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It’s Like General Electric Wants Me To Be All Screamy

  • October 27, 2009

Really, unless you can get Martha Stewart to come here and do the laundry, nothing you can do will make getting our Mt. Everest of dirty clothes clean any more pleasant for me. You can buy the biggest washer and dryer in the world but that just means that I have to fold gargantuan loads and then put it all away.

Lauren changes clothes frequently and then I find little piles of shirts and pants on the floor of her closet and I have no idea whether they are clean or dirty so I wash everything just to be safe.

Most of this is my fault. The offspring wear clean pajamas every night. Everyone uses a new towel every day. I seldom wear anything twice.

The post where I point out how much I’m helping the 8th graders

  • October 14, 2009

Hi blogosphere!

I know, I suck. I wouldn’t blame any of you for never clicking on my blog again. But I’m glad you did because today we are piling into Marty McFly’s Delorean and heading back in time to 8th grade (oh how I used to ♥ you Michael J. Fox).

Now that I’ve been working with 8th graders on a daily basis, I can’t help but compare how different things were back in 1980/1981 when I was in 8th grade. And if you were not even born in 1980/1981 this post probably won’t make any sense and you should just skip it. Oh, and I hate you.

* 8th grade girls in 2009 like to sing really loud, especially any song by Taylor Swift.

When I was in 8th grade, we sang songs by Air Supply, Pat Benatar, and Queen.

* If Taylor Swift is the official singer of the 8th grade, The Twilight books are the official book series.

When I was in 8th grade, Flowers In The Attic by V.C. Andrews was the most popular book in school. Cathy and Chris! Locked in the attic! Evil grandmother! Incest! A daring escape! I spent eight hours one Saturday reading Flowers in the Attic from start to finish (and of course I also read Petals on the Wind, If There Be Thorns, and Seeds of Yesterday).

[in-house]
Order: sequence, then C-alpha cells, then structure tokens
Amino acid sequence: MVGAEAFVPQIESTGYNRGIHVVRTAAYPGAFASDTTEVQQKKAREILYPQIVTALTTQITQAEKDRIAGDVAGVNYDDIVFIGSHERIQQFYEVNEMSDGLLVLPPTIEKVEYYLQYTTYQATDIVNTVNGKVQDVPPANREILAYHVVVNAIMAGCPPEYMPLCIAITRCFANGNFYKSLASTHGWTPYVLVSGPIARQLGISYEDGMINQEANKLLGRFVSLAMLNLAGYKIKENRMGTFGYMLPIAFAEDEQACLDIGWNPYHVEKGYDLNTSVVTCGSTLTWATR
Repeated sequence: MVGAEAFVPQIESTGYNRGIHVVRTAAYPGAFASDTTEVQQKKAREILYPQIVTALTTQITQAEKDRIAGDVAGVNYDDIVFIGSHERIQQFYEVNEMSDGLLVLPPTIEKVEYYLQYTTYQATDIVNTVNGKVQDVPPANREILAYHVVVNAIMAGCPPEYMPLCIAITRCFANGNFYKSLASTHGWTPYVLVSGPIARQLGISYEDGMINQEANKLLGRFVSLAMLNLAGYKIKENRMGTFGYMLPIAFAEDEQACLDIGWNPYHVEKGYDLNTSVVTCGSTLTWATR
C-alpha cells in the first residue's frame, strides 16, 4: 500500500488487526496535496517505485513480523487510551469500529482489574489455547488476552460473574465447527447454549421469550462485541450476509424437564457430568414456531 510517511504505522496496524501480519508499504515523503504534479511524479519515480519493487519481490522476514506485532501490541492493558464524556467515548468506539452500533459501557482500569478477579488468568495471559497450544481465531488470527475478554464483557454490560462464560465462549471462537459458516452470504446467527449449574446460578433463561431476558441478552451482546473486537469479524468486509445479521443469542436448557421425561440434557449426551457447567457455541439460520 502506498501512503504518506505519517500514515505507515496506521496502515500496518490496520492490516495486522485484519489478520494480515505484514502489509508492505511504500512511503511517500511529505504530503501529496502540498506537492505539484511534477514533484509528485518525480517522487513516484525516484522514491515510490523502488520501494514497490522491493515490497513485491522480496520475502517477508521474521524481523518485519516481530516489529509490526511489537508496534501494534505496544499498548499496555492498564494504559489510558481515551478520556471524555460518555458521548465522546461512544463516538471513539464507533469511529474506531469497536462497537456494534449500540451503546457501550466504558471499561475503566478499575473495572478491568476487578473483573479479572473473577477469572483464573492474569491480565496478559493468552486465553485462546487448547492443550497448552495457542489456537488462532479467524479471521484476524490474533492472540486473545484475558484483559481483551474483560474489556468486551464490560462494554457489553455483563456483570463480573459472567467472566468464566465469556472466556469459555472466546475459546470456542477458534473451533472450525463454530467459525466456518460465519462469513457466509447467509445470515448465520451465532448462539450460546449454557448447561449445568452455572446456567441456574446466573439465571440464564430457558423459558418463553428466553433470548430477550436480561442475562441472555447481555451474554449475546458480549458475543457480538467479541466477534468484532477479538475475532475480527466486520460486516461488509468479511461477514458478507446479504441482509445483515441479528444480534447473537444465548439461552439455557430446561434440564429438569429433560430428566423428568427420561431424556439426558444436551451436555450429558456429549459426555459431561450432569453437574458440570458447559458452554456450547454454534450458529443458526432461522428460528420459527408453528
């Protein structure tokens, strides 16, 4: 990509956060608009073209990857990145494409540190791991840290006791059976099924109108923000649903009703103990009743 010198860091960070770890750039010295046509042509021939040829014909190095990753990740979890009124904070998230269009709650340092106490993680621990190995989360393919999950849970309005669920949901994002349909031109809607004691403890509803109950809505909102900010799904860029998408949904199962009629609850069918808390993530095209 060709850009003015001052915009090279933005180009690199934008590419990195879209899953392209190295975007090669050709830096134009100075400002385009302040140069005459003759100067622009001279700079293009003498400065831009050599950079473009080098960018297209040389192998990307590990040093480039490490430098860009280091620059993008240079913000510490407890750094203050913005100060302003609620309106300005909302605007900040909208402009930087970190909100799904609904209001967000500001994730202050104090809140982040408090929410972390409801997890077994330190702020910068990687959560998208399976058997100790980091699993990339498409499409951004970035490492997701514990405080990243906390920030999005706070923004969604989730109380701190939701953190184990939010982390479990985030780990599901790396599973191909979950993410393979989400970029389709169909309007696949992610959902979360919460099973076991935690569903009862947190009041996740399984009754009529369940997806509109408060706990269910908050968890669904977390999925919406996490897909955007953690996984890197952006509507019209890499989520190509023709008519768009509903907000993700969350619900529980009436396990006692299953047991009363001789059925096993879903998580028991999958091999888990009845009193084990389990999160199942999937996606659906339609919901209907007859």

* 8th grade girls in 2009 love their Uggs. I wonder what they will think when they notice me wearing my fake Uggs from Target (henceforth known as Fugg’s).

When I was in 8th grade Nikes were a really big deal. I had a royal blue pair with a yellow swoosh and I thought they were the coolest tennis shoes I’d ever owned.

* 8th grade students are so technologically advanced they could undoubtedly lock me out of my own cell phone, computer, and Facebook account.

When I was in 8th grade we had to use pay phones to call our parents, consult an encyclopedia to look shit up, and use a fucking abacus to help us with our math (after walking five miles to school, in the snow, while being chased by rabid dogs!).

Anyway, enough with the comparisons.

Now that the students are starting to get to know me, they’re getting friendly. They know that I carry a big tote bag with me and that I always have band-aids, extra pencils, and hand sanitizer. I also gave my 7th hour class Blow Pop suckers so I’m probably their favorite person in the whole school. I think I am also becoming the de facto guidance counselor for all boy-related problems. The following is an actual conversation I had with an 8th grade girl the other day (all names have been changed to protect the identity of innocent school children. And me. Mostly me. So I don’t get canned, you know).

Setting: Study Hall

Her: Miss Tracey?
Me: Yes?
Her: I have a problem
Me: Sure, what is it? Do you need help with your homework? Do you want me to help you review for the science test?
Her: No, I actually need advice about something. You see, I like “Billy” but so does “Susie” and if I go out with “Billy” then “Susie” will beat me up so now I’m trying to decide if I should just get back together with my old boyfriend. Or his brother. I can date either one of them.